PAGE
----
From Tom Russo at BostonGlobe.com on September 16, 2011, with quotes from SABR member Rob Edelman:
Even if “Moneyball’’ proves to be a hit at the box office, as a mainstream entertainment concept it’s one that would seem to have had a couple of strikes against it from the start. First, it’s a movie about baseball – the national pastime, yes, but not a story subject that can count everyone as a fan. What’s more, it’s a movie about baseball’s front-office inner workings, one that hews fairly closely to the 2003 Michael Lewis business tome on which it’s based.
“With ‘Moneyball,’ you’re dealing with a best-selling book, and that becomes a hook,’’ says film studies professor and baseball historian Rob Edelman, author of the genre survey “Great Baseball Films.’’ “It doesn’t matter if it’s about baseball, football, soccer, or the economy, although baseball has often served onscreen as a reflection of our culture. No, baseball films traditionally aren’t hundred-million-dollar box office hits. But this is a book that people have heard of, and the studio can market that.’’ (Another current project validating the visibility-trumps-translatability argument: Cameron Diaz and pals’ “What to Expect When You’re Expecting,’’ due at a multiplex near you next spring. Really.)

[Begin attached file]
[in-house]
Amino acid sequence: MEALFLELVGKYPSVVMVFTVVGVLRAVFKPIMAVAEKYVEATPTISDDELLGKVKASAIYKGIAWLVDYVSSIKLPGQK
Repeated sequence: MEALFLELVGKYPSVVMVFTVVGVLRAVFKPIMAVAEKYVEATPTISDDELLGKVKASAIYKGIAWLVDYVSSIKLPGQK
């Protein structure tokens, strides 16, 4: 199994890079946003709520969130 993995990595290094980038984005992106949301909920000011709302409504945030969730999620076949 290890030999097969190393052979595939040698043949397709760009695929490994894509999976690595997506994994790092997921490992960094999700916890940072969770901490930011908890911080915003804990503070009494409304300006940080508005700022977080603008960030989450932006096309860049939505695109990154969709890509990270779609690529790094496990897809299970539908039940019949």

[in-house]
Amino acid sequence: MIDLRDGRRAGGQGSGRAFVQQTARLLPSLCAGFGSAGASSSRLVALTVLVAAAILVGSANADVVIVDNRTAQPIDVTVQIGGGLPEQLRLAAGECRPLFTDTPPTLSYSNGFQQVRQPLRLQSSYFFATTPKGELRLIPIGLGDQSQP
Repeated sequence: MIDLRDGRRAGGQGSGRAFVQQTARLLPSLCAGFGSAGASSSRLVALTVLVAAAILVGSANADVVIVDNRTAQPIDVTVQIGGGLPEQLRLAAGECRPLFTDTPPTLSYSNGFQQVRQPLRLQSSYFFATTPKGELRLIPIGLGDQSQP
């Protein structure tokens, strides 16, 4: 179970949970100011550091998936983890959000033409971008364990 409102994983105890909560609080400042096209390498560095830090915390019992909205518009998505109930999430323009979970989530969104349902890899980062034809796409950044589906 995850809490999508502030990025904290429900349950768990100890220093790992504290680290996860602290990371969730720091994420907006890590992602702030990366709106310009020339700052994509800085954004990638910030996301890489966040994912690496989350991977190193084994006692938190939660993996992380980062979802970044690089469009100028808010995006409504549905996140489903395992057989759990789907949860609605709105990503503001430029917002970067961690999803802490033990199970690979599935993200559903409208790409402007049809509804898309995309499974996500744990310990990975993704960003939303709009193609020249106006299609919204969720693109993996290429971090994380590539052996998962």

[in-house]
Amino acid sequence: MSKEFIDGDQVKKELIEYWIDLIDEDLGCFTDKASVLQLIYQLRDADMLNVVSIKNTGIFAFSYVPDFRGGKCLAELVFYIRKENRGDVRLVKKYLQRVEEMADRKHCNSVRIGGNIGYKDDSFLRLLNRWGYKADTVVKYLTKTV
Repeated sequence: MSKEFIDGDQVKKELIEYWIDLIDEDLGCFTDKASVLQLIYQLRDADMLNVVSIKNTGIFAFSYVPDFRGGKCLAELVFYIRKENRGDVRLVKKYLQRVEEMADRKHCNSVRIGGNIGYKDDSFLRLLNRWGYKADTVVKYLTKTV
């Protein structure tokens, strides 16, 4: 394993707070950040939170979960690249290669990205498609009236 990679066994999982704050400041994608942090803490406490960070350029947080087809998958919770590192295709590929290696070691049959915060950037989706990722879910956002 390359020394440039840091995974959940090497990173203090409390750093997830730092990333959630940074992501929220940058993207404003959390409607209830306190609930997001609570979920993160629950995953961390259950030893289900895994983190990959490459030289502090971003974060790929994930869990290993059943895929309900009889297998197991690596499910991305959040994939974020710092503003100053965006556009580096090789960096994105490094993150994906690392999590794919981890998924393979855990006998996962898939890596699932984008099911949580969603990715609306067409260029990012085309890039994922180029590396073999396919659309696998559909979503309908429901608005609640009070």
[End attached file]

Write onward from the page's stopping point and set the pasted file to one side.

Read the full article here: http://www.bostonglobe.com/arts/movies/2011/09/16/getting-hollywood-play-ball/gi4GdAfdCfvOvnKSCgeReP/story.xml (free registration required)
Originally published: October 3, 2011. Last Updated: October 3, 2011.